The Department of Agriculture determined in April that a cow from California died from an always-fatal disease that triggers dementia and can be transmitted to people. The chilling news about the latest mad cow case was no surprise for me. I’ve been trying for two decades to stop the cattle feeding practices that transmit bovine spongiform encephalopathy, commonly called mad cow disease.
After the nation’s first proven case in 2003, Japan, South Korea, Taiwan, Malaysia, and Singapore all stopped buying U.S. beef. That prompted pledges from the U.S. government to ban the types of cattle feed linked to mad cow, and the trading resumed. The latest case has many countries re-examining U.S. safety standards, as well they should.Mad cow disease is spread by infectious proteins called prions. When cows eat products derived from infected slaughtered cattle, it spreads. And when humans eat infected beef or byproducts, they can contract a human version of this disease. In all species that suffer similar diseases — people, cattle, sheep, deer — the disease is very hard to detect. The inevitable dementia and death occur only if the victim lives long enough to show symptoms. This process takes many years in cattle and can take decades in humans.
Indeed, once mad cow outbreaks move into human populations, all bets are off as to what could happen next.
The most recent case, a dairy cow in California’s Tulare County, developed an “atypical” form of the disease. The USDA says the case is unconnected to feeding practices, but that’s wishful thinking. No one knows how the case arose. Given our lax feeding standards, we can’t rule out that this animal consumed infected cattle products.
Despite four confirmed cases in less than a decade, U.S. cows, including dairy calves, are still taken from their mothers and fed the blood and fat of dead cattle. This risky feeding practice isn’t the only commonplace one. American cattle are still given feed containing cattle fat with traces of cattle protein.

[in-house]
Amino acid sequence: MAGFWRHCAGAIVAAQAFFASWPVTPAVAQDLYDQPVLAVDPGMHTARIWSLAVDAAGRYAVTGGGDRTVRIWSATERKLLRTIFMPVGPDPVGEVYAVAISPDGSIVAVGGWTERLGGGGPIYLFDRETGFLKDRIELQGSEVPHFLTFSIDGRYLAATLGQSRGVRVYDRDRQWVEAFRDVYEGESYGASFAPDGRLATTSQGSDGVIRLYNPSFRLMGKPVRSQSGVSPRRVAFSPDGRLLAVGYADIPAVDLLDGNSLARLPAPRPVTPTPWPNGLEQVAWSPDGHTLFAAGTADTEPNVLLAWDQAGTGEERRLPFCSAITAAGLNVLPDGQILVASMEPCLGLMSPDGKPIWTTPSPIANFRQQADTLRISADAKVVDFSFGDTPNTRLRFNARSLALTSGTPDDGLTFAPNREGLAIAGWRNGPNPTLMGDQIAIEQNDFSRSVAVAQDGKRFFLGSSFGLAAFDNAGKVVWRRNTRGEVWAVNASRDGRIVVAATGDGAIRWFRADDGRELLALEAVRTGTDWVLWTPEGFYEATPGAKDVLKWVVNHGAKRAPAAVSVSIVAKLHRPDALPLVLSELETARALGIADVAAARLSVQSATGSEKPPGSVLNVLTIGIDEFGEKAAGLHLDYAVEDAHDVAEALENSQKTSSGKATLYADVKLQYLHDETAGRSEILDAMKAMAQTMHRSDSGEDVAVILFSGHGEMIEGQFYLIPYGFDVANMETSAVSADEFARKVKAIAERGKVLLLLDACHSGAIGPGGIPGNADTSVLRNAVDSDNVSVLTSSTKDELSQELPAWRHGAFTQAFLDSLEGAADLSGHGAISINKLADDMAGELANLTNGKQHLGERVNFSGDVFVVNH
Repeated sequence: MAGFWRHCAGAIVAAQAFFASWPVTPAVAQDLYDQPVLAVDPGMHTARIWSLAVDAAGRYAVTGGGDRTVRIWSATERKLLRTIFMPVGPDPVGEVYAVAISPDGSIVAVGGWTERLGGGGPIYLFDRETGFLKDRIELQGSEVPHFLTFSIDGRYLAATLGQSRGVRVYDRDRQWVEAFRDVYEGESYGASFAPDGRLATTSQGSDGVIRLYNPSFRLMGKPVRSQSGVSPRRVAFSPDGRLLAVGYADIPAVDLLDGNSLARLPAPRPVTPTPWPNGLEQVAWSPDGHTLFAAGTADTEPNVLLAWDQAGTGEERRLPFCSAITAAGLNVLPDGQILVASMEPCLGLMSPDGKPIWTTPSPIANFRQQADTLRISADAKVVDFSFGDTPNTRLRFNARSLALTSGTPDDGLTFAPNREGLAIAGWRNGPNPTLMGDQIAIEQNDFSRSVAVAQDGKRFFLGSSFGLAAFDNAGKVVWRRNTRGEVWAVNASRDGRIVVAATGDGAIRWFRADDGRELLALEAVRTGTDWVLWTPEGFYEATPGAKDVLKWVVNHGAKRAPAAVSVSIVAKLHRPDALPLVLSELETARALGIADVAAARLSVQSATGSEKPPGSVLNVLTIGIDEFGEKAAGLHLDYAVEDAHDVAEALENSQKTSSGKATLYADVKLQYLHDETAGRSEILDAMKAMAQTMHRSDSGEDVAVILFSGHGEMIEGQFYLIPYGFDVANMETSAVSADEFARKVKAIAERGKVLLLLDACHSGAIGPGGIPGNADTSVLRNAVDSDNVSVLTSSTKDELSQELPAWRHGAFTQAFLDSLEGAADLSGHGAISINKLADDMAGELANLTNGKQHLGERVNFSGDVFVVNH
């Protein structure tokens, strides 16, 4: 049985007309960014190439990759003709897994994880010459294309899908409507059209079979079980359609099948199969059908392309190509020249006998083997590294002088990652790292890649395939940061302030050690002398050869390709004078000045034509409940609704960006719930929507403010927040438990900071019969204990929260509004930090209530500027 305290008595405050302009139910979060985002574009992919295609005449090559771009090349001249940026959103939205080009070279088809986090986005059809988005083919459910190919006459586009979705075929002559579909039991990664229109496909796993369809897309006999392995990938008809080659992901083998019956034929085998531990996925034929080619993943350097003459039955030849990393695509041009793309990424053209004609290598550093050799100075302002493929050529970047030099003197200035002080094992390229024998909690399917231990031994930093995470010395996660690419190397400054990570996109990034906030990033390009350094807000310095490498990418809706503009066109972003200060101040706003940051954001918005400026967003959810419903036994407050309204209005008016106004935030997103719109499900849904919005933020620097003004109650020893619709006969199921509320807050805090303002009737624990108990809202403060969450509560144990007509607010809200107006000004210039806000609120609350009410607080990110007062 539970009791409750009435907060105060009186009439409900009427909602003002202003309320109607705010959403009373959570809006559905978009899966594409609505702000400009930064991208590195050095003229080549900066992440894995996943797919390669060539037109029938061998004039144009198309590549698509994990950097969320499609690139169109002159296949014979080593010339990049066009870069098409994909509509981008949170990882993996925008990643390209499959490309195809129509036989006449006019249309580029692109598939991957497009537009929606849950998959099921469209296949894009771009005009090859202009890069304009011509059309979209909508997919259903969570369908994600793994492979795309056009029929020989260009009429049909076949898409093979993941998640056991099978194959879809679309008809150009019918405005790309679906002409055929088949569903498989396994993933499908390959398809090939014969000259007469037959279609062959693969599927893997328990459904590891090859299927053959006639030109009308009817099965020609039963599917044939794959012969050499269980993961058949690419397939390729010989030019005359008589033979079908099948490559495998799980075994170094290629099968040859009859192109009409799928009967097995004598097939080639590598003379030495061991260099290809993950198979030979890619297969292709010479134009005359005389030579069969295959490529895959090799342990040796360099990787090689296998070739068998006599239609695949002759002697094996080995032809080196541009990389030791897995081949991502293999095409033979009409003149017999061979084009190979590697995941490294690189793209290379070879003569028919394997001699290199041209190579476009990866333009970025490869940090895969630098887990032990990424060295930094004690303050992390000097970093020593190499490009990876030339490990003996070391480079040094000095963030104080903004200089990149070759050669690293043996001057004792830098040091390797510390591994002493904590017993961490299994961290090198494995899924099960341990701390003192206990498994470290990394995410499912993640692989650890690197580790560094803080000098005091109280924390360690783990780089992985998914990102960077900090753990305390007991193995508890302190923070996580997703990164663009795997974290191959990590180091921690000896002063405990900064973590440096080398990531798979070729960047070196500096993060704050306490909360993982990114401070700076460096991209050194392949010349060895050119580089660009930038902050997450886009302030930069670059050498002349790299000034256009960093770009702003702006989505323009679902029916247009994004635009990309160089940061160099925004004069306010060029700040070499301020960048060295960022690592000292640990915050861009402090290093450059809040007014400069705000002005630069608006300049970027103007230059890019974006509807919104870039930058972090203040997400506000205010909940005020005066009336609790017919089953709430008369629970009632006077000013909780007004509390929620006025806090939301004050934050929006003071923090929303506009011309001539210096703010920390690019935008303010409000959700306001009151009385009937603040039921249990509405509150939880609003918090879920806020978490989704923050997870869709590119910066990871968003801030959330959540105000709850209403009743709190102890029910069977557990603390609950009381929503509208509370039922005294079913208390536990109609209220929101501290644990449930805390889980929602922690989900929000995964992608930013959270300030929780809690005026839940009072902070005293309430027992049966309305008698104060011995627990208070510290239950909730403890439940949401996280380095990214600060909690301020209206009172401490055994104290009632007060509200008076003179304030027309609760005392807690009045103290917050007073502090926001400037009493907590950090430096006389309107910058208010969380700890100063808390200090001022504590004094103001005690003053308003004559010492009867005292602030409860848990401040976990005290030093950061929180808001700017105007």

In addition, U.S. chickens are fed cattle products. Then their “poultry litter,” which contains their feces and spilled feed, is fed back to cattle. That’s another route for mad cow infection.
These feeding methods have long been illegal in the UK and other countries that suffered through mad cow outbreaks and eventually took steps to stop them. Germany, France, and Japan all mandate thorough testing and enforce a strict ban on cannibal-feeding practices.
It’s high time the United States follow suit. Our government must stop relying on an inadequate testing system and outlaw the feeding of cow blood, fat, and protein to cattle.
Four years ago, the Kansas beef producer Creekstone Farms wanted to test its own cattle for mad cow disease, but was forbidden under penalty of law from doing so. Only the USDA can legally test for mad cow in America. In 2004 and 2005, after the second and third U.S. mad cow cases were discovered in Texas and Alabama, the government declared that mad cow wasn’t much of a problem and gutted its already anemic testing program. Today, only about 40,000 U.S. cattle a year are tested out of tens of millions slaughtered. It’s amazing that the California cow was even detected, given this miniscule testing program.
It’s relatively easy to fight mad cow disease. If your country has it, test each animal after it’s slaughtered to keep the diseased animals out of the food chain. Cheap, accurate, and easy tests in Europe and Japan identify the disease’s true extent and keep infected meat from being eaten.
We shouldn’t wait another day before implementing strict animal feeding rules and extensive animal testing, including testing by private companies. More than 170 people in the UK have died from the human variant of mad cow disease, including at least three people who were infected through infected blood transfusions.
Docile, eating whatever they are fed, trusting the rancher all the way to the slaughterhouse. Does that describe just the cows, or does it sum us up too?